Domains of geographic information

FC-09 - Relationships between space and time
  • Discuss common prepositions and adjectives (in any particular language) that signify either spatial or temporal relations but are used for both kinds, such as “after” or “longer”
  • Describe different types of movement and change
  • Understand the physical notions of velocity and acceleration which are fundamentally about movement across space through time
  • Identify various types of geographic interactions in space and time
  • Compare and contrast the characteristics of spatial and temporal dimensions
FC-08 - Time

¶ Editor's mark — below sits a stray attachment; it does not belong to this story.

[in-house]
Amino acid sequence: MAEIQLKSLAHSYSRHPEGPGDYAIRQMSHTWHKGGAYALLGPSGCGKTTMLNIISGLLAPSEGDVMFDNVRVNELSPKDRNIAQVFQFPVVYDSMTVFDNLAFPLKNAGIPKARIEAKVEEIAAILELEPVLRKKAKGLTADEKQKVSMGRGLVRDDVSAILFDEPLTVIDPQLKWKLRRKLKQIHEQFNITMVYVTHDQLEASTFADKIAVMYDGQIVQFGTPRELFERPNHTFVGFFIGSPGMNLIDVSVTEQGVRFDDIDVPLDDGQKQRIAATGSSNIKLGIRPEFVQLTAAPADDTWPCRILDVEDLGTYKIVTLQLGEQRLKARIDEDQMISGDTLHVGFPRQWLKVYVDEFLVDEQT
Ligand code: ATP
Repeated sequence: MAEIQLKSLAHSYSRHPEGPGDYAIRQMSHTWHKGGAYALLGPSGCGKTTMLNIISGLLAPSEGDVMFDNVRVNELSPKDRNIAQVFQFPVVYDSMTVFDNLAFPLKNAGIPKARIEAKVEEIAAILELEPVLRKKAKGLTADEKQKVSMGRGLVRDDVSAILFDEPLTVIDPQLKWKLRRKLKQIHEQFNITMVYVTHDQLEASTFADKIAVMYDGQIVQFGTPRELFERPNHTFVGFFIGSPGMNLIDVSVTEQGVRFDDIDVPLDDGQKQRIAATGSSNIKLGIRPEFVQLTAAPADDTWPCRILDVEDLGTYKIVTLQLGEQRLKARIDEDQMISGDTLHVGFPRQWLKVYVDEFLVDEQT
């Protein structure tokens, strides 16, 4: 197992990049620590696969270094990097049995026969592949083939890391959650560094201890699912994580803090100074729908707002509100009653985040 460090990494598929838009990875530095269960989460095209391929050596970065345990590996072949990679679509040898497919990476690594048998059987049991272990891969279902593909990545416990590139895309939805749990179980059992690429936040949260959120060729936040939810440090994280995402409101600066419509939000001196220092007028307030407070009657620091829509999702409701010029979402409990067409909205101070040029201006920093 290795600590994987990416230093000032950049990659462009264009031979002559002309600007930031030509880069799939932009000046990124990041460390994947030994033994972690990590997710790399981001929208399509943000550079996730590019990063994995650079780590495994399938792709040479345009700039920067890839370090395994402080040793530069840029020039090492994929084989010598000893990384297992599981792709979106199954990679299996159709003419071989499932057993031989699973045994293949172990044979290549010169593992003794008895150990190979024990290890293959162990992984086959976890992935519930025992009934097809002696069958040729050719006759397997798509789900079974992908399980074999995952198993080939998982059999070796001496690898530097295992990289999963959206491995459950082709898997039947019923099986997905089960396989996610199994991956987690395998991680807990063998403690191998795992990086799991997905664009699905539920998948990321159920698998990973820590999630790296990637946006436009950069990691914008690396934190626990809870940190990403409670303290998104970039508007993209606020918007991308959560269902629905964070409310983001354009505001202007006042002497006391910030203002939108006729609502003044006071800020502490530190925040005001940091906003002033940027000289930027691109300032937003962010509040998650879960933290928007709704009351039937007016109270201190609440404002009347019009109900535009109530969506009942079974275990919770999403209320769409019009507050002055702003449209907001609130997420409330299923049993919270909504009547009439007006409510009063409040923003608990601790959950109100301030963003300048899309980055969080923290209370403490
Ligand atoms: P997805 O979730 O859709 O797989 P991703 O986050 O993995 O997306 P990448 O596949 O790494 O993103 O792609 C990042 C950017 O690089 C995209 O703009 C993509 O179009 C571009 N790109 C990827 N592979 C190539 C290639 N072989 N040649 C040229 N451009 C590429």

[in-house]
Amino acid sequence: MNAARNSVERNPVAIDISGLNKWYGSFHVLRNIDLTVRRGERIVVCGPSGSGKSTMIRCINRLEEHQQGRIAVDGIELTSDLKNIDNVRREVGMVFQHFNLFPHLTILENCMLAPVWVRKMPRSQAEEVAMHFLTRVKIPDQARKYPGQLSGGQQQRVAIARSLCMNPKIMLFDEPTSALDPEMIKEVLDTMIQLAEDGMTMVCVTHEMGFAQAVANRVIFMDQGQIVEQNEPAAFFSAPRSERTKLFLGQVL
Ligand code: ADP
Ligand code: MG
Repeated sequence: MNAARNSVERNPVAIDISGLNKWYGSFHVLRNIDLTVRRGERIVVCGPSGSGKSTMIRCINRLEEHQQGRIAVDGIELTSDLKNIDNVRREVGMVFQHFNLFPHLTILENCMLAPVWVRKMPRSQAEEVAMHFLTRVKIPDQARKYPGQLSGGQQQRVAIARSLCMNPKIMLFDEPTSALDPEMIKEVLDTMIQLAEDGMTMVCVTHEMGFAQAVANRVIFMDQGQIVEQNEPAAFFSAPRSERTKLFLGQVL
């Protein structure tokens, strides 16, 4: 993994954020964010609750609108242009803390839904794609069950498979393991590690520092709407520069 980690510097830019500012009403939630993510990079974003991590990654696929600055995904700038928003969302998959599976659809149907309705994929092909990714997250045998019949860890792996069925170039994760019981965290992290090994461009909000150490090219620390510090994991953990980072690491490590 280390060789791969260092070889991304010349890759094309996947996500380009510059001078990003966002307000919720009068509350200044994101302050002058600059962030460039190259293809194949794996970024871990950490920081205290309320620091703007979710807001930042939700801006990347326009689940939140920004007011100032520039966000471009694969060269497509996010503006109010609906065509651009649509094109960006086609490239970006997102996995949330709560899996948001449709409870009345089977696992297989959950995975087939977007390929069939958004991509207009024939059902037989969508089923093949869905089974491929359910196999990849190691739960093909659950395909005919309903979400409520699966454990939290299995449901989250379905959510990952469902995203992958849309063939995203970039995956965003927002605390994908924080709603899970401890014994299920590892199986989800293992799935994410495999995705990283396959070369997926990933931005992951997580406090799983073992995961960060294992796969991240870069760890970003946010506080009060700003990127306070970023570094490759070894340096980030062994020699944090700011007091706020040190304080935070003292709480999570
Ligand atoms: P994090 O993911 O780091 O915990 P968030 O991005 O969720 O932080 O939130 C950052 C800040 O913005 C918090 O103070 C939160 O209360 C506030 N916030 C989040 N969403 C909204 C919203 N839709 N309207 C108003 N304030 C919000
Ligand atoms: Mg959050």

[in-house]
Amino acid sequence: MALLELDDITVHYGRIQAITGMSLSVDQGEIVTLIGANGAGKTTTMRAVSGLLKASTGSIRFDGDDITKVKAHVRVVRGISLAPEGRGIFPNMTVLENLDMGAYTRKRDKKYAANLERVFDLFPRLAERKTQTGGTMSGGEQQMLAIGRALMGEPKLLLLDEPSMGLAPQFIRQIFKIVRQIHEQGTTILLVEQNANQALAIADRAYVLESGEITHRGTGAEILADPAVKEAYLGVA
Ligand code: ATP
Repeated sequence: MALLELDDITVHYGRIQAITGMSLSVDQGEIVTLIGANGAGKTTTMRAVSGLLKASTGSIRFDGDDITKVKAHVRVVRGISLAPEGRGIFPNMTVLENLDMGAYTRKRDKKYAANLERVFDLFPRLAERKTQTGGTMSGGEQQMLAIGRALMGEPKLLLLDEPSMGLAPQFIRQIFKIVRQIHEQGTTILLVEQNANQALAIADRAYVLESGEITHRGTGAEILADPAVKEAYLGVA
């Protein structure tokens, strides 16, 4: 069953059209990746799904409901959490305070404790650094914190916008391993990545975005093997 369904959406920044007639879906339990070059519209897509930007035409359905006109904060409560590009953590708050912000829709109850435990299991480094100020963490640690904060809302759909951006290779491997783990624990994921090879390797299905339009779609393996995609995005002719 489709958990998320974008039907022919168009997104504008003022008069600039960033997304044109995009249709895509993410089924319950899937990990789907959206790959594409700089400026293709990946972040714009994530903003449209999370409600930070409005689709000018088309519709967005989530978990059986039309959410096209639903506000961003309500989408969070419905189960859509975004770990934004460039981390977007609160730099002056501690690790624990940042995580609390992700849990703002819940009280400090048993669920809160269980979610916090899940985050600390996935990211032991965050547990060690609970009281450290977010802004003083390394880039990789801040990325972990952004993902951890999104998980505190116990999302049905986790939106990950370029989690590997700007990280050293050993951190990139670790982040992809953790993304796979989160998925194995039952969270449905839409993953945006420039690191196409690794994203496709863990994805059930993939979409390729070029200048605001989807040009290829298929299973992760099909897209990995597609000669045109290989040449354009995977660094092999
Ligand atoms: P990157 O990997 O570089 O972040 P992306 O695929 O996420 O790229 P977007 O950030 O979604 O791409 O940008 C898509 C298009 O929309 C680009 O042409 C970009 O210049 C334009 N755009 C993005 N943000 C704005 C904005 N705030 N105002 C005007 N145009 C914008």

Time is a fundamental concept in geography and many other disciplines. This article introduces time at three levels. At the philosophical level, the article reviews various notions on the nature of time from early mythology to modern science and reveals the dual nature of reality: external (absolute, physical) and internal (perceived, cognitive). At the analytical level, it introduces the measurement of time, the two frames of temporal reference: calendar time and clock time, and the standard time for use globally. The article continues to discuss time in GIS at the practical level. The GISystem was first created as a “static” computer-based system that stores the present status of a dynamic system. Now, GISystems can track and model the dynamics in geographical phenomena and human-environment interactions. Representations of time in dynamic GISystems adopt three perspectives: discrete time, continuous time and Minkowski’s spacetime, and three representations: ordinal, interval, and cyclical. The appropriate perspective and representation depend on the observed temporal patterns, which can be static, oscillating, chaotic, or stochastic. Recent progress in digital technology brings us opportunities and challenges to collect, manage and analyze spatio-temporal data to advance our understanding of dynamical phenomena.